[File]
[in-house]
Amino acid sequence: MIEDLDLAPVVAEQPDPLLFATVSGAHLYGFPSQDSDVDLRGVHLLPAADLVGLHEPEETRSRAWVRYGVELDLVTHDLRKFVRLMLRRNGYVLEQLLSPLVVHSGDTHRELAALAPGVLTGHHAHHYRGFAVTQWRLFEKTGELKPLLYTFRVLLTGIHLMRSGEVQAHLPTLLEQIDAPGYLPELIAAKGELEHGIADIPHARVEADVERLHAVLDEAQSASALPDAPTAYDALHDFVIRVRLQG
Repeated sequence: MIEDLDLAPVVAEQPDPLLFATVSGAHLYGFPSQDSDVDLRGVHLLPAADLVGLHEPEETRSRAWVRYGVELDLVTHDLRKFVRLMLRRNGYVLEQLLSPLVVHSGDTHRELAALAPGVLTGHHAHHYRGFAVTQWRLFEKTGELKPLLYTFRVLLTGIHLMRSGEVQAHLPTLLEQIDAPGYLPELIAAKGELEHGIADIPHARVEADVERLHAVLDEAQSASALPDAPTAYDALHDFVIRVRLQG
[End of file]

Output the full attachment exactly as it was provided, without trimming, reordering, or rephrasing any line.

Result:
[in-house]
Amino acid sequence: MIEDLDLAPVVAEQPDPLLFATVSGAHLYGFPSQDSDVDLRGVHLLPAADLVGLHEPEETRSRAWVRYGVELDLVTHDLRKFVRLMLRRNGYVLEQLLSPLVVHSGDTHRELAALAPGVLTGHHAHHYRGFAVTQWRLFEKTGELKPLLYTFRVLLTGIHLMRSGEVQAHLPTLLEQIDAPGYLPELIAAKGELEHGIADIPHARVEADVERLHAVLDEAQSASALPDAPTAYDALHDFVIRVRLQG
Repeated sequence: MIEDLDLAPVVAEQPDPLLFATVSGAHLYGFPSQDSDVDLRGVHLLPAADLVGLHEPEETRSRAWVRYGVELDLVTHDLRKFVRLMLRRNGYVLEQLLSPLVVHSGDTHRELAALAPGVLTGHHAHHYRGFAVTQWRLFEKTGELKPLLYTFRVLLTGIHLMRSGEVQAHLPTLLEQIDAPGYLPELIAAKGELEHGIADIPHARVEADVERLHAVLDEAQSASALPDAPTAYDALHDFVIRVRLQG